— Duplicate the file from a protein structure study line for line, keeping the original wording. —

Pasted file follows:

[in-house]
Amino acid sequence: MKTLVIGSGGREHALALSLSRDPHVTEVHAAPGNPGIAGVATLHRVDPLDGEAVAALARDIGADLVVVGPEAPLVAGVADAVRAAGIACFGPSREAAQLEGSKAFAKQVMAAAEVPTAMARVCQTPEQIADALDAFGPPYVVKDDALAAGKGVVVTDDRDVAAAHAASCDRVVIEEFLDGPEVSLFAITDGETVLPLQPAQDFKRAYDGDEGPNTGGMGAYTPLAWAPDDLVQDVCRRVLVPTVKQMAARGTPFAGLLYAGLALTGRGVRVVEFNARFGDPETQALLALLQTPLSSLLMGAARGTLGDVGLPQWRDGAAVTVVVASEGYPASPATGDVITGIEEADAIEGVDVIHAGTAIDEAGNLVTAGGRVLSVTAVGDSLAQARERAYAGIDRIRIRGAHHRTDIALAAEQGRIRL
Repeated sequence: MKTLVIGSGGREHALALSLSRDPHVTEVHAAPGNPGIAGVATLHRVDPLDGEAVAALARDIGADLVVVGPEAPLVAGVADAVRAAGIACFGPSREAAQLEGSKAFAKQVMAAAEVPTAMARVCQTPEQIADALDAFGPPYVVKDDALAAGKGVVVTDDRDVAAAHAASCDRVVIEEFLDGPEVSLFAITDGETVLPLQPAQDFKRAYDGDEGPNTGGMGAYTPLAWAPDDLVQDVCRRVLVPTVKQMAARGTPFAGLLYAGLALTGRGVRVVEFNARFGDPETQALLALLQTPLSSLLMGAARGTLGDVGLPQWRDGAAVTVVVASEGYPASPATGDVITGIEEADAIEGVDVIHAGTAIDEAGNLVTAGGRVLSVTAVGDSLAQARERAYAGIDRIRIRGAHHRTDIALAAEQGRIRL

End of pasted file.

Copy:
[in-house]
Amino acid sequence: MKTLVIGSGGREHALALSLSRDPHVTEVHAAPGNPGIAGVATLHRVDPLDGEAVAALARDIGADLVVVGPEAPLVAGVADAVRAAGIACFGPSREAAQLEGSKAFAKQVMAAAEVPTAMARVCQTPEQIADALDAFGPPYVVKDDALAAGKGVVVTDDRDVAAAHAASCDRVVIEEFLDGPEVSLFAITDGETVLPLQPAQDFKRAYDGDEGPNTGGMGAYTPLAWAPDDLVQDVCRRVLVPTVKQMAARGTPFAGLLYAGLALTGRGVRVVEFNARFGDPETQALLALLQTPLSSLLMGAARGTLGDVGLPQWRDGAAVTVVVASEGYPASPATGDVITGIEEADAIEGVDVIHAGTAIDEAGNLVTAGGRVLSVTAVGDSLAQARERAYAGIDRIRIRGAHHRTDIALAAEQGRIRL
Repeated sequence: MKTLVIGSGGREHALALSLSRDPHVTEVHAAPGNPGIAGVATLHRVDPLDGEAVAALARDIGADLVVVGPEAPLVAGVADAVRAAGIACFGPSREAAQLEGSKAFAKQVMAAAEVPTAMARVCQTPEQIADALDAFGPPYVVKDDALAAGKGVVVTDDRDVAAAHAASCDRVVIEEFLDGPEVSLFAITDGETVLPLQPAQDFKRAYDGDEGPNTGGMGAYTPLAWAPDDLVQDVCRRVLVPTVKQMAARGTPFAGLLYAGLALTGRGVRVVEFNARFGDPETQALLALLQTPLSSLLMGAARGTLGDVGLPQWRDGAAVTVVVASEGYPASPATGDVITGIEEADAIEGVDVIHAGTAIDEAGNLVTAGGRVLSVTAVGDSLAQARERAYAGIDRIRIRGAHHRTDIALAAEQGRIRL